Wednesday, March 30, 2011

Uncle Tom's Basketball Team - What Jalen Rose Understood


Despite the fact that we are standing upon the precipice of college basketball's most exciting event, I still can't help but laugh at a few comments made by a retired basketball player in a two week-old documentary, recapping events that took place almost twenty years ago.

When ESPN aired its ratings-shattering documentary on the legendary "Fab Five" collective, one thing was taken away from this introspective look into the revolutionary power of five black kids in the 90s – Jalen Rose had crossed the line.

Take a listen:


Now I’m not the sole authority on racial moments in America, but after some years of doing this whole "being a black male" thing, I think I'm starting to catch my stride.

So allow me to break this down for you.

When watching the documentary, THIS is what Grant Hill, Bobby Hurley, and pretty much every other person with an opinion CHOSE to hear:

"Black people who go to Duke care less about black people than Bush did after Katrina. Coach K introduced crack into the black community in the 90s to destroy our brothers and sisters. Wojo killed Biggie. Duke sponsored the Tuskegee Experiments. And Christian Laettner is a really big pussy." - The Honorable Minister Jalen Anthony Rose

Withstanding the Christian Laettner part, all of the aforementioned comments are completely disgusting and ungrounded and would justifiably deserve backlash. But unfortunately, Jalen Rose said none of these things.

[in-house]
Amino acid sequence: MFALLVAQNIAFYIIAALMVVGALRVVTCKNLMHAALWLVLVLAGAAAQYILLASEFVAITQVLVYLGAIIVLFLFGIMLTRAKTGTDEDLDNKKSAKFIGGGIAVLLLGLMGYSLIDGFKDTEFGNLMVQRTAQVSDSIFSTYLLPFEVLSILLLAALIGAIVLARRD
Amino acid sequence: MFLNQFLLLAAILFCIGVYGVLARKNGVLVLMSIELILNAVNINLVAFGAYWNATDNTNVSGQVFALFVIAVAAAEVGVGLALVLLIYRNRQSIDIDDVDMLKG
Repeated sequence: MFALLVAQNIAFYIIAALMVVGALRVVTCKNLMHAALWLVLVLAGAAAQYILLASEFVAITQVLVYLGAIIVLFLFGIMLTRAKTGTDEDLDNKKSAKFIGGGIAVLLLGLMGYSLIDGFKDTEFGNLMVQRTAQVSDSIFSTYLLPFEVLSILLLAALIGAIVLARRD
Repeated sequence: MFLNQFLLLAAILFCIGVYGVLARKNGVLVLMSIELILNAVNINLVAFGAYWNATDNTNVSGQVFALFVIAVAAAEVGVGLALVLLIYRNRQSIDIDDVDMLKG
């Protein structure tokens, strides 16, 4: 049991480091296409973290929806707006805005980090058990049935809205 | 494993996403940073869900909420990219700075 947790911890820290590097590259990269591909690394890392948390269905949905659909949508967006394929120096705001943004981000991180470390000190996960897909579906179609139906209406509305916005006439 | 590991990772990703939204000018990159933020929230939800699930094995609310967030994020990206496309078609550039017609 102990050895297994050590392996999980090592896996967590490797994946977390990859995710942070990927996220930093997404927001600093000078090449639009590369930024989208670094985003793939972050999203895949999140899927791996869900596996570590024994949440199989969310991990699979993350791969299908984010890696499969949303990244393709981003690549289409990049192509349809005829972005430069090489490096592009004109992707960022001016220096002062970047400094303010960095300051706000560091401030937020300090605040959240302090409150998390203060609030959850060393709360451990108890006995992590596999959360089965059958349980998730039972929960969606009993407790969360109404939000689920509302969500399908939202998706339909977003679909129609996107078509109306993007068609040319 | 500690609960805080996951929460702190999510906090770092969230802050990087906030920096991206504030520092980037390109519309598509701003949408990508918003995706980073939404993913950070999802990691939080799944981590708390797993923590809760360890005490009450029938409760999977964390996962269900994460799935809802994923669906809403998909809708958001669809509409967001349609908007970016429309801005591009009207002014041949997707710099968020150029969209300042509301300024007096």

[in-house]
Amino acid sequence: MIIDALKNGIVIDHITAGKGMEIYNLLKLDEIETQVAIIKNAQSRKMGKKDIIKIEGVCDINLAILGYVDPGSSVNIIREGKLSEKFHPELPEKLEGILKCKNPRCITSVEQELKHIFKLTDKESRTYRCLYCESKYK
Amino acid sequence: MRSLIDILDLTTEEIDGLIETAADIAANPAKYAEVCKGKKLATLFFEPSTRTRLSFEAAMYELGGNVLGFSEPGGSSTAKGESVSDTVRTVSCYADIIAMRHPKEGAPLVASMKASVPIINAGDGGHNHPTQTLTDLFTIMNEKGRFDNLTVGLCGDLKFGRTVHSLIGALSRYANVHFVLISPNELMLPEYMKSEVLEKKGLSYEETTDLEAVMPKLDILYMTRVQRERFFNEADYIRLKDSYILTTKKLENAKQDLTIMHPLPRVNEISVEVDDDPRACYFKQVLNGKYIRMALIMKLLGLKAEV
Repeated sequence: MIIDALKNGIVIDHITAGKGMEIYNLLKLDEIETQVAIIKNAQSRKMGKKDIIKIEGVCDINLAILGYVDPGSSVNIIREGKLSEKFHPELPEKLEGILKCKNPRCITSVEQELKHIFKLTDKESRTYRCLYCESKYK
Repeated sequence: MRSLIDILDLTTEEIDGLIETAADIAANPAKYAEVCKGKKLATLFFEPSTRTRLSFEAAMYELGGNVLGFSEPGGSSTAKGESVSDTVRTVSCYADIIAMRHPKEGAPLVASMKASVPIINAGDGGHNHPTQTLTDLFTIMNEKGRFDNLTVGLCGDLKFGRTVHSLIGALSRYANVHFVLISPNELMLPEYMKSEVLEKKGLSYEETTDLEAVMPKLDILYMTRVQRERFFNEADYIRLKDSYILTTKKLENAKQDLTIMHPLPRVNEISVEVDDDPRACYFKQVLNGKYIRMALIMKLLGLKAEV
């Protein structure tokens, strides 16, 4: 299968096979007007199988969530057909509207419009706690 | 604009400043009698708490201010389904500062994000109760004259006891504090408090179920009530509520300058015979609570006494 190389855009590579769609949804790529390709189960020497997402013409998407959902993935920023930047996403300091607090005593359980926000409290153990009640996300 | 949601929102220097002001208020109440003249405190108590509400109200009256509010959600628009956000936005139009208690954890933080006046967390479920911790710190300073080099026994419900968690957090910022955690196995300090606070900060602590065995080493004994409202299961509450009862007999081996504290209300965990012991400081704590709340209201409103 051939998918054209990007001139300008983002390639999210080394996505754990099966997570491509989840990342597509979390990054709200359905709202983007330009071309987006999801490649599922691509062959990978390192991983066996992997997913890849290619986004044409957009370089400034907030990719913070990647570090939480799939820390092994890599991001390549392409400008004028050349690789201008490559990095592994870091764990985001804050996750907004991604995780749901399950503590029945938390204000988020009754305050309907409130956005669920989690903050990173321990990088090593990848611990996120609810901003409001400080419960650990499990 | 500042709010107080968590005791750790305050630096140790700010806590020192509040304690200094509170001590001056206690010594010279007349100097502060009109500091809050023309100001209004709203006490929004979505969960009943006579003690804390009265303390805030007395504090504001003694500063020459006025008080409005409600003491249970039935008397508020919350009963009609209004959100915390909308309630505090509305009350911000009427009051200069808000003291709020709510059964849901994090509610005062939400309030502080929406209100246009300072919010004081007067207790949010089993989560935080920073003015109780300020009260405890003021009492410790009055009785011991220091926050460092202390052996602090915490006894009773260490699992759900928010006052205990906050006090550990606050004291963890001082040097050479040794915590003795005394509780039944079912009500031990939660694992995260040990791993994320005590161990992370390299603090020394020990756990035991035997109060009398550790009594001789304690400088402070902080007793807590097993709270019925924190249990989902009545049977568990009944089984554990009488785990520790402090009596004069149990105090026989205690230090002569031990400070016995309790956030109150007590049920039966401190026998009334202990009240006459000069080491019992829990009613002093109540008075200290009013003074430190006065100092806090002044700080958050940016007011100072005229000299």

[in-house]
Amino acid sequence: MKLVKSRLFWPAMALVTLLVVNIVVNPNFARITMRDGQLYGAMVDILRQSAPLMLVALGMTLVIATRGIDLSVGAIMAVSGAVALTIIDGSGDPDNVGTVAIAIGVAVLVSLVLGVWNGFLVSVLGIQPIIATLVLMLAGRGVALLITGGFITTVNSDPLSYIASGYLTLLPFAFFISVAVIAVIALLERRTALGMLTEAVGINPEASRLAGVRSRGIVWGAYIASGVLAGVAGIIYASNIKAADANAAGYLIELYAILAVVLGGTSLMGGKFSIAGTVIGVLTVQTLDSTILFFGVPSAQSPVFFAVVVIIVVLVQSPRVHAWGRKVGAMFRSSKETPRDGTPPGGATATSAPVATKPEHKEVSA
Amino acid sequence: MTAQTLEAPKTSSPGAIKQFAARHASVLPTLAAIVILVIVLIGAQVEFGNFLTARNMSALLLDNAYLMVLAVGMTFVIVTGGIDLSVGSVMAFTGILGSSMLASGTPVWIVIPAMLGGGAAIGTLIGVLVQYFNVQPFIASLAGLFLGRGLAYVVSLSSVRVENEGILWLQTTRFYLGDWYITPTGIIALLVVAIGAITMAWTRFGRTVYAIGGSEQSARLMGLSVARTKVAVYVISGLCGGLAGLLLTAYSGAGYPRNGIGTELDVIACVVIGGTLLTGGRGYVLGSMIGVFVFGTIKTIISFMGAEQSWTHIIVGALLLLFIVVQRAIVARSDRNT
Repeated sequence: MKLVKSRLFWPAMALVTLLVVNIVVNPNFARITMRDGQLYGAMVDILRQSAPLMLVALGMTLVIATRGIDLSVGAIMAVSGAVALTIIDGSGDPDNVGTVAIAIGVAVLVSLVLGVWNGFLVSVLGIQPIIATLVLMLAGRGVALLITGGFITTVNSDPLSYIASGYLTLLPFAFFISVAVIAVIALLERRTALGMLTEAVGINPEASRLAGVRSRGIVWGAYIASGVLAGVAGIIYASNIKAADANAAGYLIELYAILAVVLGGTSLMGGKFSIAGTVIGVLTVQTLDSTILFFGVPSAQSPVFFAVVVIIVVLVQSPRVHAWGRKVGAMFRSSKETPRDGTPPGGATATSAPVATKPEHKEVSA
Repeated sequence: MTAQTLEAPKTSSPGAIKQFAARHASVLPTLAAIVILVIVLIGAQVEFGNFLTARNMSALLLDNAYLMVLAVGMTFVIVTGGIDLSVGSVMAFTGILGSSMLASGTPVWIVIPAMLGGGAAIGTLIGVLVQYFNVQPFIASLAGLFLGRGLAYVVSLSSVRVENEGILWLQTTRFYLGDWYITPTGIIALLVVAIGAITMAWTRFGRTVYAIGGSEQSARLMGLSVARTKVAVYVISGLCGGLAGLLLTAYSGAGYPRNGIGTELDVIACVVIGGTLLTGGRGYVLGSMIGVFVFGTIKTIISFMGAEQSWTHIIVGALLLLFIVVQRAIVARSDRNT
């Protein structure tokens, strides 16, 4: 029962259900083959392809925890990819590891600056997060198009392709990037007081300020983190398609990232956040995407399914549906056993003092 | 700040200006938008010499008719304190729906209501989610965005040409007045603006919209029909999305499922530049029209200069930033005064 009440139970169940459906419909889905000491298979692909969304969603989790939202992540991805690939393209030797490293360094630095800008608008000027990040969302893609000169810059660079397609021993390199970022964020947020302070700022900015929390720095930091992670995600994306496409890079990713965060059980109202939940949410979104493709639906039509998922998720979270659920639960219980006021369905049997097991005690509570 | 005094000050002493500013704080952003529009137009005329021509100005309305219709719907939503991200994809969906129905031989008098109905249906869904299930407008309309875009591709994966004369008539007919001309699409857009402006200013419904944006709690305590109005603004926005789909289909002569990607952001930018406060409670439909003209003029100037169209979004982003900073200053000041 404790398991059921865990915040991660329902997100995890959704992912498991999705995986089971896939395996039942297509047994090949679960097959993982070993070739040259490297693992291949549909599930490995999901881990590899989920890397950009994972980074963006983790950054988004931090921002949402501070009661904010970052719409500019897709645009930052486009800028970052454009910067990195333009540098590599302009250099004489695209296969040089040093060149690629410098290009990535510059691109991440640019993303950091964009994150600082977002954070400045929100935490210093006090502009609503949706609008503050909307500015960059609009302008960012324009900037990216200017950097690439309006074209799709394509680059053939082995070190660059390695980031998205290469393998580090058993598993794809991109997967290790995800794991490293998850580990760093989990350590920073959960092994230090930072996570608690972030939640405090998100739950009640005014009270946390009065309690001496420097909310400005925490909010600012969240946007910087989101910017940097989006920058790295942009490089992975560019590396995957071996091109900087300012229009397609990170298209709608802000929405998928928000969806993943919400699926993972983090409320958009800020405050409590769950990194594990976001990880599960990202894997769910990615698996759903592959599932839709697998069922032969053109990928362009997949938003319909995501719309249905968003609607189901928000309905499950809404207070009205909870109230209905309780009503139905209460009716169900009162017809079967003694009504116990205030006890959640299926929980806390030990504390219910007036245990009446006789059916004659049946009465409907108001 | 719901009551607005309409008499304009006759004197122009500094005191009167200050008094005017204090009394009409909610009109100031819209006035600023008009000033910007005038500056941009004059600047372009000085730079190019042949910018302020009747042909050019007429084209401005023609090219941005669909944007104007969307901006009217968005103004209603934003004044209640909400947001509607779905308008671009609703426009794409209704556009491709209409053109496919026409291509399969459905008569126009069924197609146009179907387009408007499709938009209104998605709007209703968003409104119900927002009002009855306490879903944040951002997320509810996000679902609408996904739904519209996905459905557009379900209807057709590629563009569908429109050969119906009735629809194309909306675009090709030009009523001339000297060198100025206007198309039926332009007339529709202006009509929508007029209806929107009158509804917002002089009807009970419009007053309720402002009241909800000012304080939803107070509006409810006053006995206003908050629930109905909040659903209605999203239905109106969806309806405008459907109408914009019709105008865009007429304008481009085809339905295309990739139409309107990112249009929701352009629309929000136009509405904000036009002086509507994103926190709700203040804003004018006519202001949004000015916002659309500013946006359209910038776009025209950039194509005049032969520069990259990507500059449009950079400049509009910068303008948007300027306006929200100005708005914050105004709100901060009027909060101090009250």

So now allow me to better articulate what brother Jalen ACTUALLY said.

When Jalen Rose used the term "Uncle Tom," he wasn't calling anyone a sellout or a race traitor. In reality, he was situating individuals like Grant Hill in their exact terms.

Grant Hill, Shane Battier, and the vast majority of black guys that go to Duke are the Jack & Jill-attending children of light-skinned AKAs. They probably own ascots. And have at least one seersucker suit. Jalen was just calling a bougie Spade a bougie Spade.

Sweaters by Gordon Gartrell

You may not like my brashness, but we all know the makeup of the Grant Hills at Duke. If your father wasn't a former ball player (Seth Curry) or a white collar success (Andre Dawkins), you currently don't exist as a black player on Duke's roster today. Seriously, I checked. So in that sense, Jalen Rose is right. But what everyone seems to forget is that Rose made it very clear that he respected the achievements of Hill's parents, Cliff and Clair. In fact, his resentment came from the fact that he DIDN'T have that. Poor Jalen just wanted to eat cucumber sandwiches in Nantucket like everyone else.

Realistically, most of you got caught up on a simple error in language. The term "Uncle Tom" has been misappropriated to mean a lot more than the 70s Blaxploitation era may have intended.

I was called a "Tom," "sellout," "white boy" and pretty much every other disparaging term by all-black city schools when I was the only black kid on my 7th grade basketball team. Mind you, these kids knew nothing of me, except for this fact. Perhaps they saw my two parents sitting in the crowd cheering me on. No matter. This type of vernacular has been extended to hurt pretty much any black person from a privileged background and/or solid diction.

That type of language almost forced Carlton Banks into selling fake Gucci handbags in MacArthur Park. It made Grant Hill write the most misguided rebuttal in the history of athletics, which is pretty funny considering he's supposed be the intelligent Duke grad.